Glenna Crooks

The past few weeks have been full of surprises – and “not” surprises – and here are a few.

Listening to some experts in economics, insurance and oncology, I heard how little they knew of the experience of people with cancer. They did not know what patients were told about their condition or options by clinicians, how the values of each entered into decisions about care and even how much it cost patients. For all the press about the cost of care – and recently the cost of medications – none could cite any studies they thought definitively addressed care or cost issues. Surprised. Given the incidence of cancers and the suffering it causes, knowing would be critically important.

In a dinner conversation, came mention that in Massachusetts the wait time for a physician visit is 93 days. Not surprised. Fasten your seatbelts, post-ACA America.

Danielle Ofri, MD, in last week’s New York Times column Well, described how some physicians give their patients money to buy food and cover co-pays. Surprised and not surprised. Even as physician pay is being cut back and their performance ever more scrutinized, some are giving in ways we’ll probably never know or appreciate.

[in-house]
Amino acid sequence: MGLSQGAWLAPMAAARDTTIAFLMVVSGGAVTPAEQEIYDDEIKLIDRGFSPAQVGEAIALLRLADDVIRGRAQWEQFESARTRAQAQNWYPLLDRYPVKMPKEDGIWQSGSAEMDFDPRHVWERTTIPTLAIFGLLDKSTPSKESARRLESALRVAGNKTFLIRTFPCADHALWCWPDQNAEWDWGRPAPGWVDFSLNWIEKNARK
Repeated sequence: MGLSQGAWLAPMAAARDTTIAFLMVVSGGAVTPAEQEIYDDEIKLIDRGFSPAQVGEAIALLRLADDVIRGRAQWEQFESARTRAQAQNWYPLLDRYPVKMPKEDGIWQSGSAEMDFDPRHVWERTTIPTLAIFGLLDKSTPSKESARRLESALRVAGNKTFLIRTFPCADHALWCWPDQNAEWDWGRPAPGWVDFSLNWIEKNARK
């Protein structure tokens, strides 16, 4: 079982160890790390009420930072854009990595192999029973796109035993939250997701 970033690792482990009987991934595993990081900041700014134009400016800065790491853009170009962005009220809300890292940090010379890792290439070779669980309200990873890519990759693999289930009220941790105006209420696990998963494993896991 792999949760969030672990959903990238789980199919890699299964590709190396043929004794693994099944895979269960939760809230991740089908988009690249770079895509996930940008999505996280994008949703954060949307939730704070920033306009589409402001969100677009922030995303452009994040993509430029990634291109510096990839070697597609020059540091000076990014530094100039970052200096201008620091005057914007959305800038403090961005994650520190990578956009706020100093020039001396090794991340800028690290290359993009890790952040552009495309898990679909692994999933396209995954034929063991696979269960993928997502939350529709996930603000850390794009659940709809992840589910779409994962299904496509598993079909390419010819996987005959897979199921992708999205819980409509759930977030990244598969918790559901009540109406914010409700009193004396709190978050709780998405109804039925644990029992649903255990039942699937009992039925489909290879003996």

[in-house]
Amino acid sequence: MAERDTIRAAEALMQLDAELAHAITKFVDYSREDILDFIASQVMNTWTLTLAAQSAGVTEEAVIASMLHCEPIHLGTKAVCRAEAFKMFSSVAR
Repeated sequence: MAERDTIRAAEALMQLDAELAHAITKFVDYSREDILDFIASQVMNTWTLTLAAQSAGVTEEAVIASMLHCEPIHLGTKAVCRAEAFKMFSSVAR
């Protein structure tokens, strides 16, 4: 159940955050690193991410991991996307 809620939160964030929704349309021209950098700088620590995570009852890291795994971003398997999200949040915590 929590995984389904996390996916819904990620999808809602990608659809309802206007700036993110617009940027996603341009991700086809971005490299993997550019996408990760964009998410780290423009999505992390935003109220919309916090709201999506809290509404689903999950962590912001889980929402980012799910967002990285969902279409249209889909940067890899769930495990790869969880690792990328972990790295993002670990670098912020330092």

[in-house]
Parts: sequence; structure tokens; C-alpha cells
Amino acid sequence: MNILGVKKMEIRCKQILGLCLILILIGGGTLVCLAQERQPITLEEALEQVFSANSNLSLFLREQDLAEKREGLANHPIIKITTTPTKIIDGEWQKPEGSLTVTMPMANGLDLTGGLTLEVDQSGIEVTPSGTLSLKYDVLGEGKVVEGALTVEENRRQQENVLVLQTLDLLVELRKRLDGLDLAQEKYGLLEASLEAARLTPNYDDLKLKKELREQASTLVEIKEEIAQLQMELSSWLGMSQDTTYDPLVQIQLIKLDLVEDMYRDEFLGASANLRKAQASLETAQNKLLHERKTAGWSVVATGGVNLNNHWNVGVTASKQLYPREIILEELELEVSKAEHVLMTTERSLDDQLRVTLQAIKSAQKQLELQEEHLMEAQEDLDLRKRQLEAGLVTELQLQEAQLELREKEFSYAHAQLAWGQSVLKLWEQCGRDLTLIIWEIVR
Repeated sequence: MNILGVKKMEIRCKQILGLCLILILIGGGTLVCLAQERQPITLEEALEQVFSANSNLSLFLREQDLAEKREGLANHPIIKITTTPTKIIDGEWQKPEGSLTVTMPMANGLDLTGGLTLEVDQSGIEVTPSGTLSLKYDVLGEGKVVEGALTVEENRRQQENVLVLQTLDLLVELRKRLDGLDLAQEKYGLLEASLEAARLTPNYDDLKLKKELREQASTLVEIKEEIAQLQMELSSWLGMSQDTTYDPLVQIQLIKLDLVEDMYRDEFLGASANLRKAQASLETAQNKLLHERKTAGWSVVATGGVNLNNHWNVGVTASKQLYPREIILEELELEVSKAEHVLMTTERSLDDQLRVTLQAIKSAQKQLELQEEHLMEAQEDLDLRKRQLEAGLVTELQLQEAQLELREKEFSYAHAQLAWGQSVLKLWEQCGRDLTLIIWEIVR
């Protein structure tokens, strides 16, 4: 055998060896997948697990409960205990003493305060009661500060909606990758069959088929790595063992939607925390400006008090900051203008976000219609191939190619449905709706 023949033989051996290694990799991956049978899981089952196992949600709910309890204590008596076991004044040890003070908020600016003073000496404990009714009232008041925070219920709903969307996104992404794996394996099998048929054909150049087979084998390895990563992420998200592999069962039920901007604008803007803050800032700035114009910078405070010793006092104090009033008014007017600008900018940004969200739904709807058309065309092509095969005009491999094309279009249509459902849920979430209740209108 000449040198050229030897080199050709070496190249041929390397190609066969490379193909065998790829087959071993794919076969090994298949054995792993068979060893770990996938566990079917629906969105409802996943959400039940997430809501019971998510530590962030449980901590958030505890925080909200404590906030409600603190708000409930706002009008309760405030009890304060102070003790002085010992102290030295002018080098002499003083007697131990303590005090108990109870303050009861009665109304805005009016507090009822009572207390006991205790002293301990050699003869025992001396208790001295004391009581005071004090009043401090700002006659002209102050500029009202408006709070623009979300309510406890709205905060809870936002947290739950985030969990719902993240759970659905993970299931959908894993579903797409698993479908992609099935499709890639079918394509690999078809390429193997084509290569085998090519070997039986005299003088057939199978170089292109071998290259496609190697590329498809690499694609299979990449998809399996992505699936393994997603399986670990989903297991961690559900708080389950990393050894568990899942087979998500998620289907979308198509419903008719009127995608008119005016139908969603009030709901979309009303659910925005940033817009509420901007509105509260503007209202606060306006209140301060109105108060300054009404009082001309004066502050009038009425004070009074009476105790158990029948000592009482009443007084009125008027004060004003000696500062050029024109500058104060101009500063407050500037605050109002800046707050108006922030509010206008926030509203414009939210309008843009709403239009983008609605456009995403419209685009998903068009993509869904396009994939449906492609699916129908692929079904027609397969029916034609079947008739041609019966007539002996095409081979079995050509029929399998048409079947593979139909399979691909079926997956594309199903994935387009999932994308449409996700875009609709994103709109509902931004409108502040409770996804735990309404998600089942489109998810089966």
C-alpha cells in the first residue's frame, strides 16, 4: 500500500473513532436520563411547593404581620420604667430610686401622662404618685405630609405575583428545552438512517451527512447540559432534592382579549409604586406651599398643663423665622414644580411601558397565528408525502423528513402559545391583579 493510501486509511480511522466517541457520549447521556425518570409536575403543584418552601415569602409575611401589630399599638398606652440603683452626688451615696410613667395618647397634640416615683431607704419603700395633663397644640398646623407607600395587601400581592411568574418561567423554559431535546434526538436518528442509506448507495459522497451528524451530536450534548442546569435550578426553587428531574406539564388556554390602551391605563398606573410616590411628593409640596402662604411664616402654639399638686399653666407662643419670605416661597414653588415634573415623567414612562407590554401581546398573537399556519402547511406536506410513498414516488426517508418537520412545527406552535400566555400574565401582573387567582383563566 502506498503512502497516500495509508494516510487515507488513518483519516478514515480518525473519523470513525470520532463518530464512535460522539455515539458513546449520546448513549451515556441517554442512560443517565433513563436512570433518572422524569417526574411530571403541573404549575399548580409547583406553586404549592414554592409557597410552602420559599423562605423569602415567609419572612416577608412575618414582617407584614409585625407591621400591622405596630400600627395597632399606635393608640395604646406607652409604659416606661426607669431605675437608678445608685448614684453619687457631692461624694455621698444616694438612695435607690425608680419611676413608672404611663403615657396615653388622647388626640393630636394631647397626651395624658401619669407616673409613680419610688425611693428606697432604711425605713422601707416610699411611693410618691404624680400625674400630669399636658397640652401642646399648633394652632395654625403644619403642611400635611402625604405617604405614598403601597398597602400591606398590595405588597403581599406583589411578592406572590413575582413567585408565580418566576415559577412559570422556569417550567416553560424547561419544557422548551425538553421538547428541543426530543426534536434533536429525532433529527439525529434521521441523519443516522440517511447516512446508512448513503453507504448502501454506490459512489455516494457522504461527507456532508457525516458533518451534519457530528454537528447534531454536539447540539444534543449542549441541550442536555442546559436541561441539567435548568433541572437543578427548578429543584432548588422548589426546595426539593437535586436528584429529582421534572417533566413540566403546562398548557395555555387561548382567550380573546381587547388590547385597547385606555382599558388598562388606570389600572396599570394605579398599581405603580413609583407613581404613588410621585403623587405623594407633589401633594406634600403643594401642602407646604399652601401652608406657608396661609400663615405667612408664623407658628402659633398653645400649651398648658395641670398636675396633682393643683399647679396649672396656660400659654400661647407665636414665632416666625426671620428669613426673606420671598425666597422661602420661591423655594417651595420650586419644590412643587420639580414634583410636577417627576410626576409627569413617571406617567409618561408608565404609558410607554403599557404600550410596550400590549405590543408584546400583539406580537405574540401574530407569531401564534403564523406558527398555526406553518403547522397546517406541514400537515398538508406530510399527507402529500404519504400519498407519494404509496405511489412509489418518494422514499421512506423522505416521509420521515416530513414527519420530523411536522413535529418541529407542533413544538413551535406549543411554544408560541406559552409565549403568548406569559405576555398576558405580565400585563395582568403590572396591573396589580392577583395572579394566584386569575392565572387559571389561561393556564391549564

Otherwise unexplained changes in gait may be diagnostic for dementia. Surprised. That would be a handy thing for everyone – especially the likely family caregivers – to know.

Every day, 66 kids end up in the ER because of shopping cart injuries. Surprised.  Well, not surprised. Little kids can move at lightening speeds.

Economist Sendhil Mullainathan suggested that getting enough sleep could help the US economy. Not surprised about the suggestion, surprised that it came from an economist.

Exercise is good for health, regardless of age. Even the very elderly benefit. Not surprised at the studies, surprised that reports still make the news.



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